The King of all kart racers, Mario Kart 64 set the standard upon its release. All other kart racers that came after it were often considered clones of the original, stealing conventions that had made Mario Kart such a success. Who wouldn’t want to play as their favorite Nintendo character and mess everyone up by laying out oil slicks all over the track? It was cute, it was clever, and it was mind-numbingly addictive.




With multiple collectibles, a long list of tricks and button combos to master, points to score, and multiple maps and areas to explore, Tony Hawk’s Pro Skater on the N64 is one of the greatest skateboarding games ever made. Hours were easily skated away as you mastered the warehouse, explored all levels of the mall, and skated around town at night. Tight controls, challenging gameplay, and smooth mechanics were only the first few items on a long list that made the game so fantastic. There have been many, many installments in the series that have hit consoles after this, but the original still stands as a series best.



With a quirky story, lovable world, great platforming mechanics, clever gameplay, and more collectibles than you can wrap your head around, Banjo-Kazooie was one of the deepest and most interesting platformers released on the Nintendo 64. It borrowed elements from other platformers of the time, but then changed them enough to make them unique, fresh, and interesting. There were areas to be explored, side quests to be completed, puzzle pieces to be found, music notes to grab, Jinjos to rescue, and an evil witch to be stopped on top of it all. It was fantastic then, and Rare’s masterpiece still holds up in so many ways today.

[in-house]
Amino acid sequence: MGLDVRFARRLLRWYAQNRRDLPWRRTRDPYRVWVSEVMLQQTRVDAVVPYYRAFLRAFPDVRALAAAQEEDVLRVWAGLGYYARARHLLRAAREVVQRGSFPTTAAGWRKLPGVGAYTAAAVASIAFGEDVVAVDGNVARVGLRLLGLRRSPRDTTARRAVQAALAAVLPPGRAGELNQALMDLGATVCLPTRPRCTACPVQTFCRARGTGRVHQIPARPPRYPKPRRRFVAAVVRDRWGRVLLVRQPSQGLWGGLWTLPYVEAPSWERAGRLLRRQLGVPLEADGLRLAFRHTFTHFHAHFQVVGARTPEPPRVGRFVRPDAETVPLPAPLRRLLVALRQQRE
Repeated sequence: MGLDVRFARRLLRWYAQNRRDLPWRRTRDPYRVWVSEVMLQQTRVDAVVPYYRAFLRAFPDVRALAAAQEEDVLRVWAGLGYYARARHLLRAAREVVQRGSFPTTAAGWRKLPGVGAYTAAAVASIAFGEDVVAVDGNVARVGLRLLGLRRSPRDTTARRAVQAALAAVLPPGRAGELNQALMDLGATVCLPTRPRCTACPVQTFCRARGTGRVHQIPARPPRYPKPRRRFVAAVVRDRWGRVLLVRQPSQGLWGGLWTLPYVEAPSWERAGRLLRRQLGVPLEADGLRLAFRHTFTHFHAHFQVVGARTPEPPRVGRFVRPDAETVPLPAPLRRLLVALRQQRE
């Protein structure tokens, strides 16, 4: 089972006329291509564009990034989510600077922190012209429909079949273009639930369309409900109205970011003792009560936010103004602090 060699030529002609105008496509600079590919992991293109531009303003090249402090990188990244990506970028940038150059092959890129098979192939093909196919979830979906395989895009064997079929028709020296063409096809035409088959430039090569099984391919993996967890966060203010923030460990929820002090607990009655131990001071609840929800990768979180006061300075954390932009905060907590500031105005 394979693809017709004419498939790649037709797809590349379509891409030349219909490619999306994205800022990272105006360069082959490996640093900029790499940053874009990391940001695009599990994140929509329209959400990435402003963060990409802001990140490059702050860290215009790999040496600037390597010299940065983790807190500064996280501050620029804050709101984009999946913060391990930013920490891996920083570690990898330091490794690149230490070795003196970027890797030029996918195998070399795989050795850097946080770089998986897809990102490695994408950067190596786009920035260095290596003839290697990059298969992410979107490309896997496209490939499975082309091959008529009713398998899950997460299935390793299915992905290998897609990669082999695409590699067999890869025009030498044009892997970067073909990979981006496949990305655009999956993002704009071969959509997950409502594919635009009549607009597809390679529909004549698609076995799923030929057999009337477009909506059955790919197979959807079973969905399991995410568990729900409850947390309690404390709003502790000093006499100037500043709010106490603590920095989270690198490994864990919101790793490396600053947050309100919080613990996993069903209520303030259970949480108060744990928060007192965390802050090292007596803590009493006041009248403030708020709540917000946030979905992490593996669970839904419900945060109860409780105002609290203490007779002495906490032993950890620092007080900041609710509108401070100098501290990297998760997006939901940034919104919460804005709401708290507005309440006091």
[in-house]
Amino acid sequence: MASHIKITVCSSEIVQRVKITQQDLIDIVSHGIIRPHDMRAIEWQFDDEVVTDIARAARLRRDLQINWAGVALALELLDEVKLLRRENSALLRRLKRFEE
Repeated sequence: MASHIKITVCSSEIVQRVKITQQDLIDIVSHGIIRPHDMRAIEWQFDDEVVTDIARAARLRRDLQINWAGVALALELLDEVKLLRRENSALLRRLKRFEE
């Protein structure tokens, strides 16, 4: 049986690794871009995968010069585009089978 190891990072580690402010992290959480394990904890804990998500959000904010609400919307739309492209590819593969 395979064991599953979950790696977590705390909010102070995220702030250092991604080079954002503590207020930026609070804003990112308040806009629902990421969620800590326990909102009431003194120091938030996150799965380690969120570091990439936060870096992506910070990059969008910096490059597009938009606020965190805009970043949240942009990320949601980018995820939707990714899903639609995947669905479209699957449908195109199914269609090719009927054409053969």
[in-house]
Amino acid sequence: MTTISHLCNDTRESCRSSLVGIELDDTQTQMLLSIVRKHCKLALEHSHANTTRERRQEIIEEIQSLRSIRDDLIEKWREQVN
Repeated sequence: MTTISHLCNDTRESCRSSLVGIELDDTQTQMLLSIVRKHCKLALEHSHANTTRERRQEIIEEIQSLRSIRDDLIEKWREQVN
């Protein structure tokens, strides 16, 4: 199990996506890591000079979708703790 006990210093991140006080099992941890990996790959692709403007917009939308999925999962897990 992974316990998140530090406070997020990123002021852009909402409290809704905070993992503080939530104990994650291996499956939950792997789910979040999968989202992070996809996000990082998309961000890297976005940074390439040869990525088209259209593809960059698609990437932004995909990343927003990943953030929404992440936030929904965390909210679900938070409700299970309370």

Building on what made the original so much fun, Excitebike 64 was a game that, like Super Mario, became amazing when it was re-created in 3D. Controls were tight and responsive, tracks were unique and individual, there were more game modes and mini-games than one could possibly play in one sitting, and the overall visual quality looked great and helped keep up the game’s overall excited, frantic racing feel. The replayability on Excitebike was phenomenally high as well; after all, there’s nothing better than beating your own record lap time on a track and uncovering secret tunnels and shortcuts to help you gain the upper hand in a race.